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"It's not a holiday play until someone on stage pretends to receive an enema" is a sentence no one has said anywhere, but that spectacle is just one of the oddities in "Coco's Diary" at History Theatre in St. Paul.

Less a play than a loose collection of anecdotes, derived from the 1927 diary of 13-year-old Coco Irvine (which former Star Tribune writer Peg Meier discovered while researching a book about children in Minnesota), "Coco's Diary" begins at Christmastime. Two adult siblings in the wealthy Irvine family are visiting the St. Paul mansion where they grew up, which is to be turned over to the state of Minnesota as the governor's official residence.

Coco (Andrea Wollenberg), now middle-aged, reminisces with brother Tom (Jake Endres) about the house and the wacky escapades they cooked up there, which are much like the wacky escapades of teenagers in nearly every house in every era.

Soon, they are joined by Dora Dolphin, playing Coco at 13, at which point the adult actors shift back and forth between the 1920s and '60s, portraying various adult and child participants in the Coco story. The versatile Wollenberg and Endres — both veterans of the theater's original 2012 production of the play — each spend time at the piano, too, singing a few bars of Christmas carols and '20s standards.

There is a great deal of charm in the diary, which was ultimately published as "Through No Fault of My Own." Coco's bossy and opinionated voice is memorable, even if — like many a young person — she does seem obsessed with bodily fluids, and Wollenberg's affectionate reading of the diary helps us envision what the life of this Jazz Age moppet must have been like.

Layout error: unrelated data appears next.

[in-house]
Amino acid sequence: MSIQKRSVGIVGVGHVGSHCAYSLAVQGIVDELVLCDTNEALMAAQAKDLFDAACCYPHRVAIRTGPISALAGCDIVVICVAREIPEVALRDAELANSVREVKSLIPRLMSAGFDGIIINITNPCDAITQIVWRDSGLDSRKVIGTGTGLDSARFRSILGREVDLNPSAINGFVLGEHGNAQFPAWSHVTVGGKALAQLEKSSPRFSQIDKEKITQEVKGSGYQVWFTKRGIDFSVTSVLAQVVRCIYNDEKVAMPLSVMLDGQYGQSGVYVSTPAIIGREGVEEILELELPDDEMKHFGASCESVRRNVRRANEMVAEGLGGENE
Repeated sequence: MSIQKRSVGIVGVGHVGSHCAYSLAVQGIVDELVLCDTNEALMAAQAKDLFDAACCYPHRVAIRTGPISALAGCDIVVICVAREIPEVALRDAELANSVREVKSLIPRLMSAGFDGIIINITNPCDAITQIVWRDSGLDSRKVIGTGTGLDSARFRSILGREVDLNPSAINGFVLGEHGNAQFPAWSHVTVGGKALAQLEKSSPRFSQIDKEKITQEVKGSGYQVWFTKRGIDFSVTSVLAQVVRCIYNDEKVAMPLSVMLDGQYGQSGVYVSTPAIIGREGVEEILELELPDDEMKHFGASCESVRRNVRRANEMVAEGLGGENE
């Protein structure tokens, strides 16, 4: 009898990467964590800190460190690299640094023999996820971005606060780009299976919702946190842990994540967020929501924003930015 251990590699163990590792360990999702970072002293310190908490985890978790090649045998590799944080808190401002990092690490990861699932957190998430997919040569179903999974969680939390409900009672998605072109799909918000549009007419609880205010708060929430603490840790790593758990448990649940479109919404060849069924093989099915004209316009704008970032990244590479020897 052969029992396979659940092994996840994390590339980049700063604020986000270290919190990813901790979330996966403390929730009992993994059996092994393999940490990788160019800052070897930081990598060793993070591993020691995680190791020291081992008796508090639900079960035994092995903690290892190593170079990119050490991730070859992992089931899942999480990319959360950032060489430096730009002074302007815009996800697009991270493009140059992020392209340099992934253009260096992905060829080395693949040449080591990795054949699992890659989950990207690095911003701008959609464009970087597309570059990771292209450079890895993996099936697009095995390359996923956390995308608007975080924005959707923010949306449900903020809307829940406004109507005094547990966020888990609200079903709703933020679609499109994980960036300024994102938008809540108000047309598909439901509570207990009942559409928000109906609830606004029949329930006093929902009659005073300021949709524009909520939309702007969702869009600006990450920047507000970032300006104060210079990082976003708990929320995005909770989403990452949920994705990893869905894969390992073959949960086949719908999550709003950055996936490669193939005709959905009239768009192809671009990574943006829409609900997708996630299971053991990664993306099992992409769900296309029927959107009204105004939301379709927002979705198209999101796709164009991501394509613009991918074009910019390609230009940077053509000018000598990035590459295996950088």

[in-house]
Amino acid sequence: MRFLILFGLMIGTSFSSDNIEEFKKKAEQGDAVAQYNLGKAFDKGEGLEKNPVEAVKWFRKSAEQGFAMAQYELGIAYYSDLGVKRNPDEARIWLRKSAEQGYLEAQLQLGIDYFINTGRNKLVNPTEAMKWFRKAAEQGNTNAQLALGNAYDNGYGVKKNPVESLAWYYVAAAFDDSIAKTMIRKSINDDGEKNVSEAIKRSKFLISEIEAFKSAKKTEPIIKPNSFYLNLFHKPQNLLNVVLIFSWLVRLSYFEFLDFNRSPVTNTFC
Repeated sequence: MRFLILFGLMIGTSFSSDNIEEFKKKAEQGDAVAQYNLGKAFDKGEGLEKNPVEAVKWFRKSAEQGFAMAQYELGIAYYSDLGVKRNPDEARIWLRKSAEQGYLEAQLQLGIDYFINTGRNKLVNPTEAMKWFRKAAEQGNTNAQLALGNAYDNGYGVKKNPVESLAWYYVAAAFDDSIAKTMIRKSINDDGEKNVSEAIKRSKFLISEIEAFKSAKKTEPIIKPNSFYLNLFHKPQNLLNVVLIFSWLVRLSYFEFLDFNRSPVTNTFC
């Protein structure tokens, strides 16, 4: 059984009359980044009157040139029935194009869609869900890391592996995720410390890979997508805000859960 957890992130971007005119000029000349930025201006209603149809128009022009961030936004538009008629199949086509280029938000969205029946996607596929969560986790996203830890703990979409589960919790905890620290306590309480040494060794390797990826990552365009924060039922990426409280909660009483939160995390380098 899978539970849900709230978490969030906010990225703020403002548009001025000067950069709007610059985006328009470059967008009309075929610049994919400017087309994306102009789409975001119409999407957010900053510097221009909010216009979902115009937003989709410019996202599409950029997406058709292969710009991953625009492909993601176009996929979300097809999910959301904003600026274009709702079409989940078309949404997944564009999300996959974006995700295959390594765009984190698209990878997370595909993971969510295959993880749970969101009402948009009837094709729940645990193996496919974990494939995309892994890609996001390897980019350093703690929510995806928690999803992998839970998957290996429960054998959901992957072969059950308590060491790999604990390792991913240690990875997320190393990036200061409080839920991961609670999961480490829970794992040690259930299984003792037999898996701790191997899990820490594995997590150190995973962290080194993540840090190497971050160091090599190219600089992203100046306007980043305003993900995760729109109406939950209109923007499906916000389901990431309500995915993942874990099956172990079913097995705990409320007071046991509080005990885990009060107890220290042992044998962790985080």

It's in the dramatizations that things get sticky. Dolphin, who alternates in the role with Arden Michalec, is an assured and precocious performer, but her Coco is so delighted by her own exploits that there hardly seems to be room for the audience to participate in them.

Meanwhile, there's something a little creepy about the interactions of the three actors. Hard as they work to suggest various children, Wollenberg and Endres are bound to tumble into an uncanny valley when they are acting opposite an actual child. (Speaking of valleys, I'm hazy about why a couple of the '20s teenagers sound like '70s Valley girls.)

The issue is the script. Stephen Sondheim has written that in the theater, content dictates form, and that is where "Coco's Diary" errs. Essentially, the play is a warmly nostalgic comedy/drama along the lines of "Life With Father," but the fluid, almost improv-y performing style is closer to Brave New Workshop, and that is an uneasy mix, especially since the piece is performed on a handsome Rick Polenek set that anchors the play in the real world.

The result is uneasy but, I have to admit, fascinating, because "Coco's Diary" seems to exist on two levels at once: a cheerily nostalgic play for the holidays and a much stranger show that seems to be lurking just beneath its surface.

chris.hewitt@startribune.com • 612-673-4367 • Twitter: @HewittStrib


Coco’s Diary

Who: Adapted for the stage by Ron Peluso and Bob Beverage. Directed by Ron Peluso.

When: 7:30 p.m. Thu.-Fri.; 2 & 7:30 p.m. Sat.; 2 p.m. Sun. Ends Dec. 23.

Where: History Theatre, 30 E. 10th St., St. Paul.

Tickets: $15-$52. 651-292-4323, historytheatre.com.